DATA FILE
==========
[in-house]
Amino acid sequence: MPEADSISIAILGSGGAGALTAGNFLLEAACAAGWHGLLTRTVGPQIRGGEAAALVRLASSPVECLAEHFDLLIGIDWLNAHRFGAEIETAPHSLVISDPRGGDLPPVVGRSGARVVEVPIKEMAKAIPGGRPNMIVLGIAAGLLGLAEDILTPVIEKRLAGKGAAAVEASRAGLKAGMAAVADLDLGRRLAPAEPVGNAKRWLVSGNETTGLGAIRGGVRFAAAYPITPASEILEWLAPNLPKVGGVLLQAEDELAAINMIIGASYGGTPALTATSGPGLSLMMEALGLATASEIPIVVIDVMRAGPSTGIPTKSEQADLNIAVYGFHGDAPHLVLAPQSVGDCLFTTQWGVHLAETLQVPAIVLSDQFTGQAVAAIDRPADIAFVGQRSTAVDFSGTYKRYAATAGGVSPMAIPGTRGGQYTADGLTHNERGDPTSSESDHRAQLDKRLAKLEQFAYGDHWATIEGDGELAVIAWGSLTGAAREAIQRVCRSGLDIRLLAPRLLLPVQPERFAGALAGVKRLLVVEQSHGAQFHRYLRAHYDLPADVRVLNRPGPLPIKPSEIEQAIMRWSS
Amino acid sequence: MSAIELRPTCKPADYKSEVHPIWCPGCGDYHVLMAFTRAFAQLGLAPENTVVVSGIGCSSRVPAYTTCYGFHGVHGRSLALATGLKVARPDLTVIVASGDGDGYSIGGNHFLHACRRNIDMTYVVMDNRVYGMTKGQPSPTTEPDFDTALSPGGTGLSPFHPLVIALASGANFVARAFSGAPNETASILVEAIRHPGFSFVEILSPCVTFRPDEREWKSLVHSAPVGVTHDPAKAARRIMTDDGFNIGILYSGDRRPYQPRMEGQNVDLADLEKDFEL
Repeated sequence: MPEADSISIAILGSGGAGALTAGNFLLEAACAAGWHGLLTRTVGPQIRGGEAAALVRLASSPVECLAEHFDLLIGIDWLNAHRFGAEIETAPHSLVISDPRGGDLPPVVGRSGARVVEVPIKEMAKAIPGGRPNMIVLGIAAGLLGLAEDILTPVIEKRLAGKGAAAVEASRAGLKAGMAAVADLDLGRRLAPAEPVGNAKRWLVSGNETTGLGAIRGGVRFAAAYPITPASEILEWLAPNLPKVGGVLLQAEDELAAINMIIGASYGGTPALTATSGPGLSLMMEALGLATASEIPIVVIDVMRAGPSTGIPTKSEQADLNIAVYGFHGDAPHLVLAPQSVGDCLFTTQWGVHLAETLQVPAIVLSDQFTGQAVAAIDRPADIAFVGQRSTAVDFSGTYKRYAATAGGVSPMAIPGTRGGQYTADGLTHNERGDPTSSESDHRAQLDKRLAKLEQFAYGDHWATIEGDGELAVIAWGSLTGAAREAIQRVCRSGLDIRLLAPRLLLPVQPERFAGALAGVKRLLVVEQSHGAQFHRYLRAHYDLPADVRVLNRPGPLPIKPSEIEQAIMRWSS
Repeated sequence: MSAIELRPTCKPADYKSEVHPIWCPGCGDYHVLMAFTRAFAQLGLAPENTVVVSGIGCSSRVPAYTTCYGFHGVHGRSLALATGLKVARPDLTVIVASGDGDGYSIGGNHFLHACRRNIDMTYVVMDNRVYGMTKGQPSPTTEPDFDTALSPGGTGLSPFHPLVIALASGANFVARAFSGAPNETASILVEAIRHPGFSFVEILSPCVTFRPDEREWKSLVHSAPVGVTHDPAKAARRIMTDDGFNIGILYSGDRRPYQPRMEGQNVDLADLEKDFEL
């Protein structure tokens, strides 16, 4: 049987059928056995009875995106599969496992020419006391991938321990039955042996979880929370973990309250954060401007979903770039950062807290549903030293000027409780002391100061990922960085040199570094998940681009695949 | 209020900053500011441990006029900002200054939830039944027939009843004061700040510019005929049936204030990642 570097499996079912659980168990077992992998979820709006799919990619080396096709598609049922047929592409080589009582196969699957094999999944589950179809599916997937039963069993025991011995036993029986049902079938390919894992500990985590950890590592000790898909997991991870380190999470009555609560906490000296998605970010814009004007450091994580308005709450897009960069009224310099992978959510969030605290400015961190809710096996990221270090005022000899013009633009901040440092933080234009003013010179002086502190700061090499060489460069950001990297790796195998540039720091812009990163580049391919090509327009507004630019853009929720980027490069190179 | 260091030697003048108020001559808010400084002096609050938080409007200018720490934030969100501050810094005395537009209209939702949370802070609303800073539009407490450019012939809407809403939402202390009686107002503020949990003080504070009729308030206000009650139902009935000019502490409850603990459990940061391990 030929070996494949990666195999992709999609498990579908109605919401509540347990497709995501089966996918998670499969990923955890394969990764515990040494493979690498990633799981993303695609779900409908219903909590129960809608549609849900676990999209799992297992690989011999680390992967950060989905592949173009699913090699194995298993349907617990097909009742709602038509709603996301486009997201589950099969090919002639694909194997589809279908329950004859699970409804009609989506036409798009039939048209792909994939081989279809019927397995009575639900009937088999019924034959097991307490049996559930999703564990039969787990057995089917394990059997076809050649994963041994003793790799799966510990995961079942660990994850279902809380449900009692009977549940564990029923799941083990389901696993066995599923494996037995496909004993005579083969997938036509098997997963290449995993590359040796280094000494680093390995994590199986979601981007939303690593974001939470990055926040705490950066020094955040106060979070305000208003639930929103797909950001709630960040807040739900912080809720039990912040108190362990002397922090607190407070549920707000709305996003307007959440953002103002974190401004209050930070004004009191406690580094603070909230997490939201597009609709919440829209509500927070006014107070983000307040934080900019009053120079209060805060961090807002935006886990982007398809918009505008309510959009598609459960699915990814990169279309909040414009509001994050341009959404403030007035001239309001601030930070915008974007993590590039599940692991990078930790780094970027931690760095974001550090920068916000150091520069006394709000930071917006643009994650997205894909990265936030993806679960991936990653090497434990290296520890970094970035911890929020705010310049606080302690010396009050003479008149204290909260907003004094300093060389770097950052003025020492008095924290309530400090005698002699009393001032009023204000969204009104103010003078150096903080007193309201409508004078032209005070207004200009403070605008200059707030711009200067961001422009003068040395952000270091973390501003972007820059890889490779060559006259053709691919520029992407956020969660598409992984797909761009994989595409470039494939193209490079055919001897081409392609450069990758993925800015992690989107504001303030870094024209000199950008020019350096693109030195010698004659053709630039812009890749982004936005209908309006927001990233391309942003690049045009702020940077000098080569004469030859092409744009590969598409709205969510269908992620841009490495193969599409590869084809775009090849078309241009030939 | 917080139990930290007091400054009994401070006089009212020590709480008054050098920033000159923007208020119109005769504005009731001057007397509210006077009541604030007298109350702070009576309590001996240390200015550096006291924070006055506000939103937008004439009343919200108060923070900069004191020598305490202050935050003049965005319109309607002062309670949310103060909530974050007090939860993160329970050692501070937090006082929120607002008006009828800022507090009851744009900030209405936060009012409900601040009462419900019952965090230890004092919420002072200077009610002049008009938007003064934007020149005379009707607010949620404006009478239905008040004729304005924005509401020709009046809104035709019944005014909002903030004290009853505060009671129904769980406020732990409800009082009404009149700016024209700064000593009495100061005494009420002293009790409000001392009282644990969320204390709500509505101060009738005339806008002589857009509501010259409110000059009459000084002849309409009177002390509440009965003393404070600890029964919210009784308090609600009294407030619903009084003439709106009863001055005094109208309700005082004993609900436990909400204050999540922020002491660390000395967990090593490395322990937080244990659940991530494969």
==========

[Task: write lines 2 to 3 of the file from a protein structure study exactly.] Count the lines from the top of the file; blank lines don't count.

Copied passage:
Amino acid sequence: MPEADSISIAILGSGGAGALTAGNFLLEAACAAGWHGLLTRTVGPQIRGGEAAALVRLASSPVECLAEHFDLLIGIDWLNAHRFGAEIETAPHSLVISDPRGGDLPPVVGRSGARVVEVPIKEMAKAIPGGRPNMIVLGIAAGLLGLAEDILTPVIEKRLAGKGAAAVEASRAGLKAGMAAVADLDLGRRLAPAEPVGNAKRWLVSGNETTGLGAIRGGVRFAAAYPITPASEILEWLAPNLPKVGGVLLQAEDELAAINMIIGASYGGTPALTATSGPGLSLMMEALGLATASEIPIVVIDVMRAGPSTGIPTKSEQADLNIAVYGFHGDAPHLVLAPQSVGDCLFTTQWGVHLAETLQVPAIVLSDQFTGQAVAAIDRPADIAFVGQRSTAVDFSGTYKRYAATAGGVSPMAIPGTRGGQYTADGLTHNERGDPTSSESDHRAQLDKRLAKLEQFAYGDHWATIEGDGELAVIAWGSLTGAAREAIQRVCRSGLDIRLLAPRLLLPVQPERFAGALAGVKRLLVVEQSHGAQFHRYLRAHYDLPADVRVLNRPGPLPIKPSEIEQAIMRWSS
Amino acid sequence: MSAIELRPTCKPADYKSEVHPIWCPGCGDYHVLMAFTRAFAQLGLAPENTVVVSGIGCSSRVPAYTTCYGFHGVHGRSLALATGLKVARPDLTVIVASGDGDGYSIGGNHFLHACRRNIDMTYVVMDNRVYGMTKGQPSPTTEPDFDTALSPGGTGLSPFHPLVIALASGANFVARAFSGAPNETASILVEAIRHPGFSFVEILSPCVTFRPDEREWKSLVHSAPVGVTHDPAKAARRIMTDDGFNIGILYSGDRRPYQPRMEGQNVDLADLEKDFEL